If you choose to buy a generator, be sure to get one that is rated for the amount of power that you may need. Look at the labels on lighting, appliances, and equipment you plan to connect to the generator to determine the amount of power that will be needed to operate the equipment.
Typically, you can tell the amount of power needed by the wattage of the bulbs and the labels on the appliances you plan to connect to the generator. If you cannot determine the amount of power that will be needed, ask an electrician to determine it for you.
Using a Generator
The primary hazards to avoid when using a generator are carbon monoxide, electric shock, and fire. You must follow the directions supplied with the generator. People die in incidents related to portable generator use every year.
Under no circumstances should portable generators be used indoors, including inside a garage, carport, basement, crawlspace, or other enclosed or partially enclosed area, even with ventilation. Opening doors and windows or using fans will not prevent carbon monoxide buildup. The Carbon monoxide from generators can rapidly lead to full incapacitation and death. Even if you cannot smell exhaust fumes, you may still be exposed to carbon monoxide because if cannot be seen nor smelled. If you start to feel sick, dizzy, or weak while using a generator, get to fresh air RIGHT AWAY - DO NOT DELAY.
Because you may have windows open to get fresh air while the power is out, be sure to place the generator away from windows, doors, and vents that could allow carbon monoxide to come inside. To avoid electrocution, keep the generator dry and do not use in rain or wet conditions. To protect the generator from moisture, operate it on a dry surface under an open canopy-like structure, such as under a tarp held up on poles. Dry your hands if wet before touching the generator.
It is advised to purchase and properly install a carbon monoxide detector. Keep the batteries up to date and change when necessary.
Be sure to turn the generator off and let it cool down before refueling. Gasoline spilled on hot engine parts could ignite. Use the type of fuel recommended in the instructions or on the label on the generator and store fuel in an approved container in a safe place away from flame. Local laws may restrict the amount of fuel you may store, or the storage location. Ask your local fire department for additional information about local regulations.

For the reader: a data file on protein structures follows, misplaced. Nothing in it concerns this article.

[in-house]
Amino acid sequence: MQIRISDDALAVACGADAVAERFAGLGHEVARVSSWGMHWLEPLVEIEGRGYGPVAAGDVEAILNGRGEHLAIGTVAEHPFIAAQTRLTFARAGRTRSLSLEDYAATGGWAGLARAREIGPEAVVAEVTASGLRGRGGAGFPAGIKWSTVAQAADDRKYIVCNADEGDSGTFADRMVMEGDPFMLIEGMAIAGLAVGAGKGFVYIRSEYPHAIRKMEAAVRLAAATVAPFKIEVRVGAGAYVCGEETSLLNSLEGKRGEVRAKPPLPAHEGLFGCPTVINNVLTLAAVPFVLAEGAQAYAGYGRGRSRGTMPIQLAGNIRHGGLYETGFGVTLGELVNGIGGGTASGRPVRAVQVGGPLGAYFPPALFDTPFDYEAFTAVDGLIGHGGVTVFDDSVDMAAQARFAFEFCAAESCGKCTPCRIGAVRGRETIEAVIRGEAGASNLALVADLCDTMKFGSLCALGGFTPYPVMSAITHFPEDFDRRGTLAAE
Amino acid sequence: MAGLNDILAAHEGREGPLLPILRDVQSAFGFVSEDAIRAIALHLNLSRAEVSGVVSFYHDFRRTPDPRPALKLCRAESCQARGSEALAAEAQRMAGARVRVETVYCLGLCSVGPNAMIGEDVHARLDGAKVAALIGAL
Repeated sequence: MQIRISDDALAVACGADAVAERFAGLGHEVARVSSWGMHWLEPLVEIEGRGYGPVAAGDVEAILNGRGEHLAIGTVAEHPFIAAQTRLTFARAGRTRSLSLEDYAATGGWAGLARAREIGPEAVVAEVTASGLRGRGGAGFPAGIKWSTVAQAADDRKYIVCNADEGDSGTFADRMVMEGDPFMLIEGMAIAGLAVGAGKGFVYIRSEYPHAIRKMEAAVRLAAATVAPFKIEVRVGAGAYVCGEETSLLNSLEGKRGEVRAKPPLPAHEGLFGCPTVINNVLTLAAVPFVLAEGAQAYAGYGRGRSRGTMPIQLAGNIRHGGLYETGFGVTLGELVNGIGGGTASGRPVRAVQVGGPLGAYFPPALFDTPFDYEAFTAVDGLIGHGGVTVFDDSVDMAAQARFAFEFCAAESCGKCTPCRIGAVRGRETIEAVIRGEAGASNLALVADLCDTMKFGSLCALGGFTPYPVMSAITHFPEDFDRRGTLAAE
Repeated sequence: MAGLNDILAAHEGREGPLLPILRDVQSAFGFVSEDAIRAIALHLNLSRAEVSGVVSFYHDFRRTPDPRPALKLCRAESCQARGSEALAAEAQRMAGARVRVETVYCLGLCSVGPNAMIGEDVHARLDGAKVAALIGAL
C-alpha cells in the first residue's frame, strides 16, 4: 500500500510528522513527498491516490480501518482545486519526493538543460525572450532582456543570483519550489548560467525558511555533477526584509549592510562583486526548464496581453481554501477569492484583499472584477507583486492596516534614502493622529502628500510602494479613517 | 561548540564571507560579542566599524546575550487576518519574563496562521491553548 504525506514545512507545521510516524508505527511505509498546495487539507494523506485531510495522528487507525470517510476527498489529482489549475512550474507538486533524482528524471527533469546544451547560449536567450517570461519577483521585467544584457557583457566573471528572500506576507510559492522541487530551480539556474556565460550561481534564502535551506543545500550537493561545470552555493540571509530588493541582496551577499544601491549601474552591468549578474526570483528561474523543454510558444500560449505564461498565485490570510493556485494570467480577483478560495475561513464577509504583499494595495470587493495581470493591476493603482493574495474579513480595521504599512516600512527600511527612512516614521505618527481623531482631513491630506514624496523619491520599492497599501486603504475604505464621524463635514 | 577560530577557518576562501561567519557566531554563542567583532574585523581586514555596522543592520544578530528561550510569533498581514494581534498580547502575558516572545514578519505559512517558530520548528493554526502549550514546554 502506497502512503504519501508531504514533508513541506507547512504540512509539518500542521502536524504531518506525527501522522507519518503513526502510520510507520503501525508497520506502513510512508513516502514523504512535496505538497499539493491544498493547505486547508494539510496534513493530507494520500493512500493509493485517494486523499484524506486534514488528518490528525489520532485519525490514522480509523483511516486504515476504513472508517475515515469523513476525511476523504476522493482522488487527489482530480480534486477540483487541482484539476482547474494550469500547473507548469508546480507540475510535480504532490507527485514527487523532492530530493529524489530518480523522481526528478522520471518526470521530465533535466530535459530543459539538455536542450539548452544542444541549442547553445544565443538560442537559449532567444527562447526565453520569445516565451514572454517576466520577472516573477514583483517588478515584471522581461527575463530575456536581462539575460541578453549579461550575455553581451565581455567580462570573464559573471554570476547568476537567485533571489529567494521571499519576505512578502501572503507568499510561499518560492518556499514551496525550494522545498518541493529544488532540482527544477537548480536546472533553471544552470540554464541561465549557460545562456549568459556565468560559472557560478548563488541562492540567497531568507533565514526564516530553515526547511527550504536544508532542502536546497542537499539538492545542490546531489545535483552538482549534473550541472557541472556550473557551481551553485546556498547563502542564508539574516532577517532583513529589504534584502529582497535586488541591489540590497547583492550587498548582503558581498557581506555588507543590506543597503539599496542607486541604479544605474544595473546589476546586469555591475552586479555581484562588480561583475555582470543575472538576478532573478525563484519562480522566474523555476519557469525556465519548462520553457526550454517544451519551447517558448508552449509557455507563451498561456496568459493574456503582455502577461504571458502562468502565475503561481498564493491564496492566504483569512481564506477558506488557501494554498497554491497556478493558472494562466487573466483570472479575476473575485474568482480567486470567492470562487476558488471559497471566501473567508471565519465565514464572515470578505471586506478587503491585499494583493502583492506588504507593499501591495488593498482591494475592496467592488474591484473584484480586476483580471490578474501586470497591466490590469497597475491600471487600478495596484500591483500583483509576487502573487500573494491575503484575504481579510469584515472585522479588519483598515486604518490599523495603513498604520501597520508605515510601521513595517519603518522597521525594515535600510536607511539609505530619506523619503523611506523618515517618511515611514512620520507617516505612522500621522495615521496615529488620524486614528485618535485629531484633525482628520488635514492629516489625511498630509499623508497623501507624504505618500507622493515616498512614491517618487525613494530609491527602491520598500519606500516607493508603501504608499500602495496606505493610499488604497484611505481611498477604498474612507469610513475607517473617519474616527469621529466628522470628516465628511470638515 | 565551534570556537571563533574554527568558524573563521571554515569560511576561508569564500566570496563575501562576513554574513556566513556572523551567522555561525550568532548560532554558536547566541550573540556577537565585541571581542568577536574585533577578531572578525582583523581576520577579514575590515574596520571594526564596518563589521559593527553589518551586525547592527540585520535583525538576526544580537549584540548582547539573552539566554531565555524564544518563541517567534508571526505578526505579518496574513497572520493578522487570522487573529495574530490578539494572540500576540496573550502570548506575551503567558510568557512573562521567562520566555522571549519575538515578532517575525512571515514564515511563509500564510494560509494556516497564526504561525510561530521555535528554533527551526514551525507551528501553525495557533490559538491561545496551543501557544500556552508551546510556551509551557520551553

Plug appliances directly into the generator. Or, use a heavy duty, outdoor-rated extension cord that is rated (in watts or amps) at least equal to the sum of the connected appliance loads. Check that the entire cord is free of cuts or tears and that the plug has all three prongs, especially a grounding pin. Never try to power the house wiring by plugging the generator into a wall outlet. This is an extremely dangerous practice that presents an electrocution risk to utility workers and neighbors served by the same utility transformer. It also bypasses some of the built-in household protection devices.
The only recommended method to connect a generator to home wiring is by having a qualified electrician install a power transfer switch. This switch must be installed in accordance with the National Electrical Code® and all applicable state and local electrical codes. Call a qualified electrician or check with your utility company to have the appropriate equipment installed.
Permanently installed generators are better suited for providing backup power to the home. Even when properly installed, portable generators can still become overloaded. This may result in overheating or stressing the generator components, possibly leading to a generator failure. Be sure to read instructions that come with the generator to make sure you operate it within its limitations for power output.